On the ground: extreme lengths

by Neil Hallows

A consultant was left having to decide between his career and the care of his elderly parents

Location: UK International
Last reviewed: 17 March 2022
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Contrary to popular belief, doctors do have lives outside medicine. And for Irfan Ahmed, an important part of his was ensuring the care of his parents.

They are in Pakistan, and Professor Ahmed, a consultant surgeon, was using up a large proportion of annual leave to visit them, and he needed more time. The pandemic has made travel significantly more difficult and stressful.

Planning for, and undertaking, the journeys was having a significant effect on his wellbeing. Feeling a strong obligation to care for his parents, Professor Ahmed applied for a 12-month career break. His employer, like most – if not all – in the NHS, had a policy for considering such applications.

The NHS often speaks of its family friendly credentials. However, Professor Ahmed’s application was rejected, without what he felt were clear reasons. This left him in an invidious position, and he appeared to have no option left but to give up his job.

This would have been a terrible own goal for the health service, given its need to retain doctors and its frequent statements about the need to support them. He called in the BMA, which supported him at the appeal panel set up by his health board.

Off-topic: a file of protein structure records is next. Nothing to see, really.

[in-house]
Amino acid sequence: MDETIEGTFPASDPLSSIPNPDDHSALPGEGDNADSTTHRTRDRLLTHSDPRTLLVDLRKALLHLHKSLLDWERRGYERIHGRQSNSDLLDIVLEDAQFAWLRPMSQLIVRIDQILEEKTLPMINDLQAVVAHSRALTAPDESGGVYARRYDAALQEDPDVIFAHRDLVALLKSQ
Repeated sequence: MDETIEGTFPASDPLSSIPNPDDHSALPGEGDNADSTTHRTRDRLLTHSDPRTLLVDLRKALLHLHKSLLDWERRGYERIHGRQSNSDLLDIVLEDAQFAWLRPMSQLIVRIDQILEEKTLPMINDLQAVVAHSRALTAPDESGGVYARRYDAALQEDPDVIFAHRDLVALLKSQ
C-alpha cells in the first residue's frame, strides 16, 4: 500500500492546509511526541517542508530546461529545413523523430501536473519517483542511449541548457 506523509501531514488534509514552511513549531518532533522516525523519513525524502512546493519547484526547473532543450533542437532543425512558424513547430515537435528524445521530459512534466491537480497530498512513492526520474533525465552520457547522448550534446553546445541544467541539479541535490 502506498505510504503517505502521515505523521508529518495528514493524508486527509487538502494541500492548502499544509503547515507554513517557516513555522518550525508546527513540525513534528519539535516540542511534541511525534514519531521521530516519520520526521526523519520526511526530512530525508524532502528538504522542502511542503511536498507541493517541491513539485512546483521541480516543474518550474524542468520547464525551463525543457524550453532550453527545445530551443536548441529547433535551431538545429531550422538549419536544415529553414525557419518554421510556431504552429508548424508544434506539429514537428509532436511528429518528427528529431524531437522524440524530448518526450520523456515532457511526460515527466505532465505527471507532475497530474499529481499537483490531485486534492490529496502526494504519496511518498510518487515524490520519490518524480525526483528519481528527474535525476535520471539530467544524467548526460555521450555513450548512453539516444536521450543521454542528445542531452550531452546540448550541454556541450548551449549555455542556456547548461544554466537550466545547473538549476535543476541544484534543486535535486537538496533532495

BMA assistant secretary Niall Hermiston, who helped prepare the appeal, focused on the need for the employer to recognise the cultural and religious obligations which Professor Ahmed felt towards his family, and the stated requirement in the employer’s policy to take note of the risk of resignation – which in this case was very real. The appeal panel consisted of a deputy medical director and an HR manager.

Fortunately, the appeal panel found in Professor Ahmed’s favour, to his delight and relief. After some further negotiations on the details, the career break has now begun.

It is of course the case that doctors of all ethnic backgrounds have caring responsibilities and obligations, but it would seem fair to observe from recent cases that a high proportion of those with issues regarding older parents are from a south-Asian background.

A doctor relocated to Australia, because the British Government would not allow him to move his mother from India to the UK. There have also been examples of doctors unable to take longer periods of annual leave, even though some of that leave may have been used up in COVID quarantine.

It’s hardly unexpected or unpredictable that, in a caring profession, there will be members who wish to, or feel they need to, care for their parents. It’s a fundamental human instinct, and the health service needs to find ways of accommodating it.

This reiterates the importance of the BMA’s call for a softening of the adult dependant relative rules to enable doctors and their colleagues in the NHS to care for older parents in the UK should they need to.

To talk to a BMA adviser about work-related issue, call 0300 123 1233 or email [email protected]